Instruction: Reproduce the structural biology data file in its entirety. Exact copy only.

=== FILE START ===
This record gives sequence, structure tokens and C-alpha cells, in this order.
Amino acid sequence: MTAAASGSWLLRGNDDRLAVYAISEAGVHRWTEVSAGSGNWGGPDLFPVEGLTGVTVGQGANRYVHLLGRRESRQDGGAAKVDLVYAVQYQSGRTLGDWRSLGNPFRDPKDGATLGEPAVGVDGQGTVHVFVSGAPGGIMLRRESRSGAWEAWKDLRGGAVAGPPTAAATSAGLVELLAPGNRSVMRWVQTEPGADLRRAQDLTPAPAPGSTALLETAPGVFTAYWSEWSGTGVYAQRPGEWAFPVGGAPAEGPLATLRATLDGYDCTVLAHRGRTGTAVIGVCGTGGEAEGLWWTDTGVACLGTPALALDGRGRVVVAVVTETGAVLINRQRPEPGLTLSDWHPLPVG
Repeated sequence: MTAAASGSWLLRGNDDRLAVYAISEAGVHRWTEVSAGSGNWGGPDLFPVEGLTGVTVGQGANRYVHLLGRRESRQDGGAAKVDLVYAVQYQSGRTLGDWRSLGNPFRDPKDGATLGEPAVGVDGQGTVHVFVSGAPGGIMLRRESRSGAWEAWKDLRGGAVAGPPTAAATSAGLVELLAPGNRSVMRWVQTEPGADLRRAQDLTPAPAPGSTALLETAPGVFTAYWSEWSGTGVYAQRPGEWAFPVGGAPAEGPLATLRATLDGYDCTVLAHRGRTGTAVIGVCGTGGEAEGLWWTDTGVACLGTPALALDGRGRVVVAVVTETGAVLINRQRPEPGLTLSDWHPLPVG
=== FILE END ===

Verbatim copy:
This record gives sequence, structure tokens and C-alpha cells, in this order.
Amino acid sequence: MTAAASGSWLLRGNDDRLAVYAISEAGVHRWTEVSAGSGNWGGPDLFPVEGLTGVTVGQGANRYVHLLGRRESRQDGGAAKVDLVYAVQYQSGRTLGDWRSLGNPFRDPKDGATLGEPAVGVDGQGTVHVFVSGAPGGIMLRRESRSGAWEAWKDLRGGAVAGPPTAAATSAGLVELLAPGNRSVMRWVQTEPGADLRRAQDLTPAPAPGSTALLETAPGVFTAYWSEWSGTGVYAQRPGEWAFPVGGAPAEGPLATLRATLDGYDCTVLAHRGRTGTAVIGVCGTGGEAEGLWWTDTGVACLGTPALALDGRGRVVVAVVTETGAVLINRQRPEPGLTLSDWHPLPVG
Repeated sequence: MTAAASGSWLLRGNDDRLAVYAISEAGVHRWTEVSAGSGNWGGPDLFPVEGLTGVTVGQGANRYVHLLGRRESRQDGGAAKVDLVYAVQYQSGRTLGDWRSLGNPFRDPKDGATLGEPAVGVDGQGTVHVFVSGAPGGIMLRRESRSGAWEAWKDLRGGAVAGPPTAAATSAGLVELLAPGNRSVMRWVQTEPGADLRRAQDLTPAPAPGSTALLETAPGVFTAYWSEWSGTGVYAQRPGEWAFPVGGAPAEGPLATLRATLDGYDCTVLAHRGRTGTAVIGVCGTGGEAEGLWWTDTGVACLGTPALALDGRGRVVVAVVTETGAVLINRQRPEPGLTLSDWHPLPVG